|drug4059||psychological and sociological interviews Wiki||0.38|
|drug2178||Neuromuscular evaluation Wiki||0.38|
|drug1981||Maximal effort test Wiki||0.38|
|D015673||Fatigue Syndrome, Chronic NIH||0.27|
|D013180||Sprains and Strains NIH||0.27|
|D001068||Feeding and Eating Disorders NIH||0.14|
|D009103||Multiple Sclerosis NIH||0.10|
|D045169||Severe Acute Respiratory Syndrome NIH||0.02|
|D018352||Coronavirus Infections NIH||0.01|
There are 7 clinical trials
Chronic fatigue is the most common and debilitating symptom in intensive care unit (ICU) survivors. Indeed, it has been widely reported that patients who stayed in ICU for prolonged periods report a feeling of tiredness for months to years after ICU discharge. This symptom seems particularly pronounced in Covid-19 patients and may affect their quality of life by decreasing their capacity to perform simple tasks of daily life. The aim of the present project is to determine whether deteriorated neuromuscular function (i.e. increased fatigability) is involved in the feeling of fatigue of Covid-19 patients. Because the causes of this feeling are multi-dimensional, a large battery of tests will allow us to better understand the origin of chronic fatigue. A better knowledge of chronic fatigue etiology and its recovery will allow to optimize rehabilitation treatments to shorten the persistence of chronic fatigue and in fine improve life quality.
Description: Level of cortical activation and cortico-spinal excitability measured by transcranial magnetic stimulationMeasure: Neuromuscular function : cortical activity Time: 6 weeks post-discharge
Description: Peripheral function by electrical nerve stimulationMeasure: Neuromuscular function : Peripheral function Time: 6 weeks post-discharge
Description: measured by effort testMeasure: Maximal oxygen uptake (VO2max) Time: 6 weeks post-discharge
Description: measured by actigraphyMeasure: quality of sleep Time: 6 weeks post-discharge
Description: with Magnetic resonance imagingMeasure: muscle volume Time: 6 weeks post-discharge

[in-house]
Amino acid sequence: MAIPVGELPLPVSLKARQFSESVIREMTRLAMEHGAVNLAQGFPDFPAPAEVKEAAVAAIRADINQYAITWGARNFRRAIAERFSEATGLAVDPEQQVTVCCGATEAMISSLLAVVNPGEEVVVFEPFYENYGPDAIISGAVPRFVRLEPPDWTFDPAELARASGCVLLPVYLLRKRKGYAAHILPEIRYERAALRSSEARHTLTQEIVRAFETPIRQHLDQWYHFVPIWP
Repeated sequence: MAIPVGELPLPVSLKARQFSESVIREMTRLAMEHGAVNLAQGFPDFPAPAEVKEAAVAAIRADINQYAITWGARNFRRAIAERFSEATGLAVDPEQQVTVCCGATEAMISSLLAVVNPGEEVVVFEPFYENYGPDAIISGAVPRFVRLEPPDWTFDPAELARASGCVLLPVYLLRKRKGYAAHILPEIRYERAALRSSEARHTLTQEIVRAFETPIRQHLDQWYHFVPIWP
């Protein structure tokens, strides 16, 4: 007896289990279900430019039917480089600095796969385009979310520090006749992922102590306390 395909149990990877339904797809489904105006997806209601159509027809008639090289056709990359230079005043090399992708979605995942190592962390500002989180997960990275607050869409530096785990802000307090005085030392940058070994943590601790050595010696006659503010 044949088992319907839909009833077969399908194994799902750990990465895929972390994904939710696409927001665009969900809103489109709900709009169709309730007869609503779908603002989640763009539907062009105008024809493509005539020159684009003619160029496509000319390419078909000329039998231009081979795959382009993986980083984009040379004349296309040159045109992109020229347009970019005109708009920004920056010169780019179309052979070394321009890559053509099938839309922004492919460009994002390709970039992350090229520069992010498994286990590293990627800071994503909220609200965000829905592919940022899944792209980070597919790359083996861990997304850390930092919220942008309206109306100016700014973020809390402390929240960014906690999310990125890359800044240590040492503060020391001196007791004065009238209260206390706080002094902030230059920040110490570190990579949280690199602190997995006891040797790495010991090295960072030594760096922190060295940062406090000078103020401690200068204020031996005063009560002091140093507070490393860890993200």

Description: measured by a Phosphorus 31 Nuclear magnetic resonance testMeasure: metabolic fatigue Time: 6 weeks post-discharge
The purpose of this study is to determine whether sleep disturbances in children aged 7 to 12 during COVID-19 containment are more prevalent in children who received routine psychiatric care before containment compared to children who don't have any psychiatric care.
Description: Sleep quality is assessed in both groups with the Sleep Disturbance Scale for Children (SDSC scale). A score ≥ 45/125 is considered as pathological.Measure: Comparison of sleep quality during COVID-19 containment between children usually followed in child psychiatry and children without follow-up Time: An average of 1 day
Description: Child depression is measured using Child Depression Inventory Scale (CDI scale). For each item the score is graded by severity from 0 (normal behavior) to 2 (severe).Measure: Assessment of child depression in both groups Time: An average of 1 day
Description: Child anxiety is measured using Revised Children's Manifest Anxiety Scale (RCMAS). For each item, child answer by Yes or No. The total score is interpreted using the correspondence tables in function of sex and ageMeasure: Assessment of child anxiety in both groups Time: An average of 1 day
Description: Sleep quality is assessed with the Sleep Disturbance Scale for Children (SDSC scale). The score obtained is interpreted in function of socio-demographic factors (age, sex, lifestyle, couple status, profession and socio-professional category, education)Measure: Assessment of the influence of socio-demographic factors on sleep in both groups Time: An average of 1 day
Description: Sleep quality is assessed with the Sleep Disturbance Scale for Children (SDSC scale). For their parents, sleep quality and anxiety level are measured with a numerical scale between 0 and 10. For sleep quality, 0 correspond to a very poor quality and 10 to a very good quality. For anxiety level, 0 correspond to no anxiety and 10 to a severe anxiety. The score obtained for child is interpreted in function of their parents score.Measure: Measure of the correlation between child sleep quality and parents sleep quality (anxiety level) in both groups Time: An average of 1 day
Description: Sleep quality is assessed with the Sleep Disturbance Scale for Children (SDSC scale). The score obtained is interpreted in function of child psychiatry diagnoses coded with Diagnostic and Statistical Manual of Mental Disorders (DSM-5)Measure: Assessment of sleep disturbance based on psychiatry diagnoses in the group of children usually followed in child psychiatry Time: An average of 1 day